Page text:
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Storage hacks to keep produce and dairy fresh for longer

As the weather gets warmer and everyone has to stay home it is time to apply some tips to keep your foodin good condition

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Tara Barker on 23 Apr 2020

The New Paper

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We all hate having food go bad, especially now that we urged not to go to the supermarket or wet market often.

 

Try these storage and freezer hacks to keep your produce and ingredients fresh for as long as possible, even in hot and humid Singapore.

 

PAPER TOWELS KEEP LEAFY VEG CRISPY

 

It does so by absorbing moisture, as water speeds up the rotting process. Put a few squares of kitchen paper towels into your salad drawer or into a paper bag of mushrooms, chye sim, baby bok choy or salad leaves.

 

You can even use clean toilet paper - if you have any spare rolls, that is.

 

FREEZE WHOLE RAMBUTAN, LONGAN AND CHILLI

 

The skin protects the fruits (yes, chilli is a fruit) in their frozen state. Flash-freeze by spreading whole fruits onto a baking sheet in the freezer, and when frozen, you can transfer them to an airtight bag or container. They will keep for about a year.

 

PEEL, CHOP AND FREEZE PINEAPPLE AND MANGO

 

When it comes to pineapple and mango, peel and cut them into chunks, then store in an airtight container in the fridge. They will last for six months.

 

Tropical Asian fruits do get slightly softer when they are frozen and thawed, but they will still taste great in desserts, achar and curries.

 

WRAP BANANA IN CLINGFILM

 

To keep it fresh, you can wrap the banana individually or cover a whole bunch.

 

If you are keeping them for longer, you can freeze bananas whole, or peel and chop them up first. Freezing makes the banana skin go black but the inside is still fine.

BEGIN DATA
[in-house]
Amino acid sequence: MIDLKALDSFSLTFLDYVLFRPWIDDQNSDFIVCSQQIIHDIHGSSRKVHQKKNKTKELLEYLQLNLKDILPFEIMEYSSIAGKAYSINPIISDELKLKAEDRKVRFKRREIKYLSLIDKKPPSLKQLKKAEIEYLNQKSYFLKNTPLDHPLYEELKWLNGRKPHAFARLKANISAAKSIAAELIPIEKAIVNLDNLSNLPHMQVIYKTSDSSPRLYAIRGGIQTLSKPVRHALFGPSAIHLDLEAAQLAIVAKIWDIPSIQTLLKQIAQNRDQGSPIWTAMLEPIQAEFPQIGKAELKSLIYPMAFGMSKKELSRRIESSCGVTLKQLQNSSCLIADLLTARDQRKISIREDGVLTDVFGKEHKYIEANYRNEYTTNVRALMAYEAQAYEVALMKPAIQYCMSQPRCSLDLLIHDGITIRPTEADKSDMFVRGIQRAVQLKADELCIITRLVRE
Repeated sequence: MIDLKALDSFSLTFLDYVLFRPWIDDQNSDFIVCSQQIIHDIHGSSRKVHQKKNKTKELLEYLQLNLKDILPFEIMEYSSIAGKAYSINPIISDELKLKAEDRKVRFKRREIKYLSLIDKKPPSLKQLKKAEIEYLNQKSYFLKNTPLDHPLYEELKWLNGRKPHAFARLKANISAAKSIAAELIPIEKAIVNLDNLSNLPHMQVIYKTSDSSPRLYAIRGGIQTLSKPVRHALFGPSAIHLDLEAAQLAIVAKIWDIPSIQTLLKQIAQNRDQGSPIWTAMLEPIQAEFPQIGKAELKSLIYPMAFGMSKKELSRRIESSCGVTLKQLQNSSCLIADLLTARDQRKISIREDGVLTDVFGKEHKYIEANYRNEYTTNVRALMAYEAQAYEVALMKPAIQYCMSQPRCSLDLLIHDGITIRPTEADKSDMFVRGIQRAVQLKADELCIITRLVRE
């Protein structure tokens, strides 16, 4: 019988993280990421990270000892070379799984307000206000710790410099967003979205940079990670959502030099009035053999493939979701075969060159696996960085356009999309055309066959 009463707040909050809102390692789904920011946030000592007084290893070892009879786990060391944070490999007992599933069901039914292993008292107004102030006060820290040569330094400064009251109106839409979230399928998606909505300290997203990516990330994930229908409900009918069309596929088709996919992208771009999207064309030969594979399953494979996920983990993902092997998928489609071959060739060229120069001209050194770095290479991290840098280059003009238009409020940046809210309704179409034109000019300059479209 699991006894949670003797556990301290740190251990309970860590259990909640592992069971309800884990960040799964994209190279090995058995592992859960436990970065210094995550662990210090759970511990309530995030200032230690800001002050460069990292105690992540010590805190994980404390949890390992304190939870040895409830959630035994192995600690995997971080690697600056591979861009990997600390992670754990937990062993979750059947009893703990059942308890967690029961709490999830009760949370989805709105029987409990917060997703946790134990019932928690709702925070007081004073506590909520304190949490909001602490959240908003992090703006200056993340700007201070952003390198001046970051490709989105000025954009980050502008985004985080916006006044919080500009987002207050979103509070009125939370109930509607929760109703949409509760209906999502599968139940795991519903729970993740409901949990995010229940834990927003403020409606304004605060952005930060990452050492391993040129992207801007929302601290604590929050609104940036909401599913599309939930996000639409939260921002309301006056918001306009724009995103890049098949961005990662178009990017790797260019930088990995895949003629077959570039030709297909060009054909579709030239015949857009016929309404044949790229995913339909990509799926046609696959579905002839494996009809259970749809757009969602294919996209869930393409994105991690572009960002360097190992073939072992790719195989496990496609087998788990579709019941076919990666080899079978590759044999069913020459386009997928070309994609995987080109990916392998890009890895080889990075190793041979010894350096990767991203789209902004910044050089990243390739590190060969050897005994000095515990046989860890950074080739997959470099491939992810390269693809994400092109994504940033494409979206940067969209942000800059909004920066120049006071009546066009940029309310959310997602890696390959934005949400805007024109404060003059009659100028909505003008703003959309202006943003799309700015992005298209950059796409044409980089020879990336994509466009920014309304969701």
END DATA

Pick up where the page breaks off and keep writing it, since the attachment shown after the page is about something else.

STORE CHINESE CELERY AND SPRING ONION IN WATER

 

If a vegetable has roots, stand it in a jar of water in the fridge, like a bunch of flowers. Spring onion (also known as scallion or green onion), Chinese celery, Chinese chives, lemongrass, asparagus and celery all stay fresh for longer this way.

 

KEEP BITTERGOURD AND CUCUMBER WRAPPED UP

 

These will last for up to a week wrapped in a paper towel in a perforated plastic bag in the vegetable drawer of your fridge. Sadly, they do not freeze well - they turn into mush.

 

WRAP LOTUS ROOT IN DAMP CLOTH OR DAMP PAPER TOWEL

 

After that, pop it into a perforated plastic bag and store in the fridge.

 

They sometimes come linked together like giant sausages. Do not peel it or separate the links - the cuts start oxidisation, which causes the root to harden and darken.

 

They should keep for a couple of weeks in your fridge.

 

FREEZE AVOCADO

 

You can freeze an avocado for up to six months. To defrost it quickly, run it under warm water, sit it on the counter for half an hour, then slice as normal or blitz it into a smoothie.

 

STORE GARLIC, ONION, GINGER AND POTATO IN THE DARK

 

Put them in the dark because it helps to avoid sprouting. A dry environment is best, so resist the urge to wash these vegetables before you need them.

 

You can store them in a paper bag in the crisper drawer of your fridge, but if you have space, put them in their own paper bag and store in a cardboard box in a well-ventilated cupboard.

 

KEEP COOKING OIL AWAY FROM THE COOKER

 

Cooking oils are best kept away from light, heat and air to prevent oxidisation, which makes them spoil - especially sesame oil.

 

So keep oils in a sealed bottle in a cupboard rather than next to the hot cooker hob.

 

FREEZE MILK AND CREAM IN ICE CUBE TRAYS

 

We often keep fresh or UHT milk at the fridge door, but that makes them spoil faster because the temperature rises every time the door is opened. Keep milk or coconut milk on the fridge shelf - or freeze them into individual ice cubes to use in recipes and milkshakes.

 

TURN YOGURT UPSIDE DOWN

 

Large tubs of yogurt can go mouldy before you eat it all. Wrap the entire tub in clingfilm, make sure the lid is on tight and store the tub upside down. This creates a vacuum inside the tub that slows the growth of mould.

 

Source: The New Paper © Singapore Press Holdings Limited. Reproduced with permission.

 

 

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